Trigger Warning: Child death, traffic accident, vivid description of violence
When Nana Kwame died I avoided his mother like the plague. From the weeks leading up to the funeral, when I first found out about his death, I mourned my friend from home – some 100 steps from the brown gate that I had banged on so many times to call him to come play. On the odd occasion when I would step out on an errand, I used the longer route so I could avoid Nana’s house. The place where we had once played from morning to sunset became a quagmire too dangerous to wander past. Sometimes I would pause at a safe distance and watch the elderly men leaving and entering the house, their dark cloths draped over their shoulders. Nana Kwame’s father had died a few years prior. That he too was now dead was somewhat of an abomination. I looked at the scowls on their faces as they entered, their steps rushed and deliberate, and wondered what was happening to Nana Kwame’s mother inside of that place. That quagmire. I wondered how lowly she had sunk, and then I thought how much seeing me would remind her of her suffering. As long as I existed, I would serve as a reminder of what her son would have been. It wouldn’t matter that I failed at life or succeeded, I would always be her what-if. And so my resolve was strengthened. She would never look me in the face again. I would not let her.
Nana Kwame had been hit by a car while crossing the road on his bicycle. I was in Form 1 of Boarding School when it happened. I found out only when I came home. The weeks leading up to the funeral, I had these vivid nightmares of headlights and screeching tyres. I saw his body flail from the bicycle; his head resting placid on the grey asphalt, contorted in a weird angle on his broken neck; heard screaming as men and women rushed to the middle of the road, always his mother last, crooning over her sons lifeless body. I would wake up drenched in sweat and terror. I imagined there was no worse way to go. I thought back at all the little adventures we had gone on when we were smaller and how much life had come between us in our early adolescent years. It did not help that the last conversation we had had was with him on his bicycle, riding slowly next to me as we made our way from Junior Youth Service. He had passed one of those condescending remarks that his mother liked to make about how “dadaba” I was. How easy I had it in life. “Your sisters probably don’t even know how to peel yam”, he had said, chuckling under his breath like he was so often wont to do, and I had kept silent. He was right after all, they didn’t. Even then I felt ashamed of my privilege – more so now when privilege was my very existence.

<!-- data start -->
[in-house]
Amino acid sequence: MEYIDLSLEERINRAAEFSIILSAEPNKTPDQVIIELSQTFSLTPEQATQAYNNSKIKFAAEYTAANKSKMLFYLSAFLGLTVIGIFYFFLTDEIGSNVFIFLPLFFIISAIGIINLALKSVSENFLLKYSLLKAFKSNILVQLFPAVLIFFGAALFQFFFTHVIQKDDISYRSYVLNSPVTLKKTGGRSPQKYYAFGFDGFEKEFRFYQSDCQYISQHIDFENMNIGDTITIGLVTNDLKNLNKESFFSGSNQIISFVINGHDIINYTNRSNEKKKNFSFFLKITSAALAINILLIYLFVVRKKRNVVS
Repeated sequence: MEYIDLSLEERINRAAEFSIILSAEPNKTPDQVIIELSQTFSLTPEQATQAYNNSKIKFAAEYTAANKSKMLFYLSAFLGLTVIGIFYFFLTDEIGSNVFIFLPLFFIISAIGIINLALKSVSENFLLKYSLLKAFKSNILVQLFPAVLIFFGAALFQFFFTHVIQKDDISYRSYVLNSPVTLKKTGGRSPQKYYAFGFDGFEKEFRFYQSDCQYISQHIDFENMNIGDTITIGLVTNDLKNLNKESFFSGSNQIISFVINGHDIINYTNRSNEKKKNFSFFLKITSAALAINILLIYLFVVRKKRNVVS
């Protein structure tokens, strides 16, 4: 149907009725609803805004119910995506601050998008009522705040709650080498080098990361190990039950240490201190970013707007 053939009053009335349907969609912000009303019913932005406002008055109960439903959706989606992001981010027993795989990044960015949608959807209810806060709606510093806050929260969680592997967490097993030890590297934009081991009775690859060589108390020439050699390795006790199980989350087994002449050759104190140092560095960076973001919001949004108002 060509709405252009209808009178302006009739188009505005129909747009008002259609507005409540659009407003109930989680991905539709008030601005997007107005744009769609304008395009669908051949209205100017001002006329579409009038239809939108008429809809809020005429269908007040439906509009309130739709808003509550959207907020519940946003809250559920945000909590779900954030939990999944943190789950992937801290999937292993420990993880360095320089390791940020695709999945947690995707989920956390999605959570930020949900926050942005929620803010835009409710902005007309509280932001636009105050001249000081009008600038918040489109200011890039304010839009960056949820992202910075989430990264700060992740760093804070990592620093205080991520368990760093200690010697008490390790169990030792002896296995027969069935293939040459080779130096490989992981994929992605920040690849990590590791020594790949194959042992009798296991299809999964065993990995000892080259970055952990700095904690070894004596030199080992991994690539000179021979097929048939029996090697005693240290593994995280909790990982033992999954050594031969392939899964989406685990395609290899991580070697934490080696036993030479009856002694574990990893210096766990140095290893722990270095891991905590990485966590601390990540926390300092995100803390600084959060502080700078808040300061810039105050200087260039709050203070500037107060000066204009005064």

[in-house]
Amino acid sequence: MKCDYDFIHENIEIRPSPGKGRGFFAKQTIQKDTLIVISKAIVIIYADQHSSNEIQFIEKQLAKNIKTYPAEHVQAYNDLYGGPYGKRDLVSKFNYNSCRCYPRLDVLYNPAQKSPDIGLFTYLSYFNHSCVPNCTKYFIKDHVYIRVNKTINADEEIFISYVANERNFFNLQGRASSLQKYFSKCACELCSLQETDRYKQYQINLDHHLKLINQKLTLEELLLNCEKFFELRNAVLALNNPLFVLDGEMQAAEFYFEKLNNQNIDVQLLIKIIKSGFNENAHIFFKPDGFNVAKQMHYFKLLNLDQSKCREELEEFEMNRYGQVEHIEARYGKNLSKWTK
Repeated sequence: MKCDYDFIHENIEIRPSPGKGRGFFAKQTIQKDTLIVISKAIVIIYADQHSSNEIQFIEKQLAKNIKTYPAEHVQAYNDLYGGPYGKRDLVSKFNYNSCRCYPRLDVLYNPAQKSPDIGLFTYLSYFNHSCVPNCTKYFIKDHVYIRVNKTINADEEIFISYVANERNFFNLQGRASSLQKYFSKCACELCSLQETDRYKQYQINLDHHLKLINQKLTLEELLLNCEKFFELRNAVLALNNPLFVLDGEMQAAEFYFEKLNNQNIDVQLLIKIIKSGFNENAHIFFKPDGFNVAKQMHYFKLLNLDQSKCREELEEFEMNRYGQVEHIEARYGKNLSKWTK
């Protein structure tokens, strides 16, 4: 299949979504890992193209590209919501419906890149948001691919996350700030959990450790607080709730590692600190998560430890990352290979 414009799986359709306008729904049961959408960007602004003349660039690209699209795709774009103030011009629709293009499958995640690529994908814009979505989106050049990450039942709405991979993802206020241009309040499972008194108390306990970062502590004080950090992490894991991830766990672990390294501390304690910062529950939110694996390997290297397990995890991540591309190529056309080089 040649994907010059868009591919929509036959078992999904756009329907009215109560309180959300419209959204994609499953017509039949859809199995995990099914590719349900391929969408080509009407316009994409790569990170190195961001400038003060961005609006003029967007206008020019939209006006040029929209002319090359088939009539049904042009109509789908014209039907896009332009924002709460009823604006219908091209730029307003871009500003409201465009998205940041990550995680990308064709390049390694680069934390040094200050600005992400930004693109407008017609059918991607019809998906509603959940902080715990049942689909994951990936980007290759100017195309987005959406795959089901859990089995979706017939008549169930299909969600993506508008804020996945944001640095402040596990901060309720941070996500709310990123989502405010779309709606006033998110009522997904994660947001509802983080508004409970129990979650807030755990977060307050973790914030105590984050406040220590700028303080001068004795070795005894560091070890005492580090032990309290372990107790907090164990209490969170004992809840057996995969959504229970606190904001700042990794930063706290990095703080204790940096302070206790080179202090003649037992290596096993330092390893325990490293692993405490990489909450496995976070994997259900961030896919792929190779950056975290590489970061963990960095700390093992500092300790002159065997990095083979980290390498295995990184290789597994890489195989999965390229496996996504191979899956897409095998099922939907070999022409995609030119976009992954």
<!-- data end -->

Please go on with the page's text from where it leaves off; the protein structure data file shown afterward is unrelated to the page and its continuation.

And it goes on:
At the funeral, I did not walk up to the coffin because my mother wouldn’t let me. She did not understand that I had to pay respects to my friend in some way. That it was the only way that Nana’s mother, without looking into my face, would understand that I did in fact mourn her son. I had to let his mother see me up there at least once so she wouldn’t think I didn’t care that he was dead. The words were in my mouth but they didn’t come out. And when my parents got up from beside me to file past the casket, I looked away from the ground to my left and Nana Kwame’s mother was looking right at me. A cold, deathless stare. She saw all of my face, and I saw all of her thoughts towards me.
That was the last I ever saw of her . She packed her things after the funeral and left without a single goodbye to anyone. Life had not been fair to her. I understood this probably more than she thought I did. When I heard the news I imagined her in an old blue bus chucking her luggage underneath her armpit. I saw the cold deathless expression again, only this time with traces of a determination lost in the one prior. A determination to start her life anew.
I was sad when Nana Kwame died, but in hindsight, I am uncertain what made me sad the more. That my friend was gone, or that his death meant one more thing that I had that he and his mother didn’t.